Le Nouveau Petit Robert 2008 : it's worth the wait
essouffler (eh-soo-flay) verb
to make breathless, to wind
My son Max's example sentence (hear sentence in "Audio file" section):
J'ai couru et maintenant je suis essoufflé.
I ran and now I am out of breath.
Some choices, like whether to eat greasy pizza for lunch or to pedal over to the produce stand for something else, are made in a moral minute. And so it was that I finally took my new bike out for another spin yesterday. As I flew down the country road, I noticed the whoosh of the chestnut trees, the newly crimson grapevines and their light grapeless branches. The harvest is over and a new freedom is in the air. With the wind in my sails, I cruised south to a nearby fruit and vegetable farm to test the capacity of my bike's saddle bags.
Maybe it was the new wide seat, but riding a bike wasn't as painful as I had remembered and before long I turned off the paved road and coasted down a dirt driveway.
The fruit and vegetable stand was deserted. Rows of empty wooden cageots* lined the tables beneath the paillote* and the bright red bench was bottomless: not a soul's seat to fill it.
"Manque de pot!"* the farmer said from across the yard. "You're out of luck!" When monsieur mentioned something about new fall hours I assured him "Ce n'est pas grave." Not to worry. I'd be back! After the effortless journey out to the farm, my mind's eye saw countless aller-retours* in which I'd fill
those saddle bags full of cabbage, leeks, and navets* galore--soar soar! Riding, after all, was like flying. I'd be back like a rocket tomorrow, to shuttle home chou-fleur* and more!
Beaming with bonne intention,* I turned my handlebars north and pushed off...only the bike balked. Turning onto the paved road I noticed the pedals had slowed considerably. I tried shifting down, then up, but the wheels just wouldn't turn as they had before. It must have been the wind... As I zigzagged away from the fruit stand my legs quickly grew tired.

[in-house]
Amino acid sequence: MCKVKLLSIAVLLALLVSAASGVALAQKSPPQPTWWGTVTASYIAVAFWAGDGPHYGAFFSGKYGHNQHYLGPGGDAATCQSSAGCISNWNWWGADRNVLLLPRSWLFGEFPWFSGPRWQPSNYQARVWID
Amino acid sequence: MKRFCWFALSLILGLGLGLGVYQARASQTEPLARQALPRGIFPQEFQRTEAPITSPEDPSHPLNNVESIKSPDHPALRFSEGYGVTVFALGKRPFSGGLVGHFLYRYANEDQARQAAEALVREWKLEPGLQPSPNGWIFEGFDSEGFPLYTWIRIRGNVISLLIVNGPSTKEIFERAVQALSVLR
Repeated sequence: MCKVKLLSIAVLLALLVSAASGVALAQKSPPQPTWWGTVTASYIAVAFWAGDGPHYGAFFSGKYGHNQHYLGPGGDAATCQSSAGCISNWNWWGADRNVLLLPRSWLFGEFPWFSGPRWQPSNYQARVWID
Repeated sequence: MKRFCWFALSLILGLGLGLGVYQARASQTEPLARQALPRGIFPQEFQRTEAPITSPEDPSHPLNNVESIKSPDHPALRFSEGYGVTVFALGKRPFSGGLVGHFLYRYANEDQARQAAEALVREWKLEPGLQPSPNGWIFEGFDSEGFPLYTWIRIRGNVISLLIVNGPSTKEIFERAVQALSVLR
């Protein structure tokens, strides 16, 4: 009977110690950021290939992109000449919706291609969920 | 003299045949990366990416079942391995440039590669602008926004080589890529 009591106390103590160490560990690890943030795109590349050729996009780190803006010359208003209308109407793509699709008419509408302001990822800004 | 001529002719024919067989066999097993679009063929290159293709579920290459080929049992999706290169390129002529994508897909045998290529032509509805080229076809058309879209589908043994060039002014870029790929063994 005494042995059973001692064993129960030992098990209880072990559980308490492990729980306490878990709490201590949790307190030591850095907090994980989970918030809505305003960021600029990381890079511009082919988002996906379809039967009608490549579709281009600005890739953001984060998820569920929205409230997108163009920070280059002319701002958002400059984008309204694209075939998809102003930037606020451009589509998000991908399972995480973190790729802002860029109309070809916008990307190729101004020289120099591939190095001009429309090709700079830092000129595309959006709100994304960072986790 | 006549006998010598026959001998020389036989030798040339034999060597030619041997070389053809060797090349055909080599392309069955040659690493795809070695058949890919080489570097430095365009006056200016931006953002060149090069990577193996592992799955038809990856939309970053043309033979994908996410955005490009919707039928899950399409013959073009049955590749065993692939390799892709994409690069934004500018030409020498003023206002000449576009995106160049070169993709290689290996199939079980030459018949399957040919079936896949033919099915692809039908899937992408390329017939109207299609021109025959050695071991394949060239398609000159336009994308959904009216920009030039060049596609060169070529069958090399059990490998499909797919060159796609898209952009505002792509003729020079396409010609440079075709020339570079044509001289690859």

Nearing a mossy brook, beyond which a donkey stood as if in a plein air* painting (the serene Ventoux Mountains for a backdrop), I tried to take my mind off effort. But all those potholes in the road bucked me back to reality.
Not half way home, I had to get off my bike and push. It was as if some great Gallic giant was tampering with the country road, lifting it at the wrong end this time. I finally perceived the tilt, one that was no longer in my favor. Catching my breath while walking my bike along the near-invisible incline I could almost hear the giant's great guffaws--or was the laughter coming from the approaching car? As the vehicle eclipsed me, its passengers seeming to gawk, I whipped out my camera and pretended to be photographing the âne,* feeling very much like the subject in my camera's viewfinder.
Back at home, a slice of greasy cheese pizza on my plate, legs like jelly, tucked beneath the table, I say a quick grace for the missing vegetables. I'd have never made it home had I to shuttle back so much as one skinny stick of celery.
References: le cageot (m) = crate; la paillote (f) = straw hut; manque de pot = no luck; un aller-retour (m) = round trip; le navet (m) = turnip; le chou-fleur (m) = cauliflower; la bonne intention (f) = good intention; en plein air (m) = a painting done "in the open air"; un âne (m) = ass, donkey
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Terms & Expressions:
être tout essoufflé = to be all out of breath
s'essouffler - to get out of breath, become exhausted; to run out of steam
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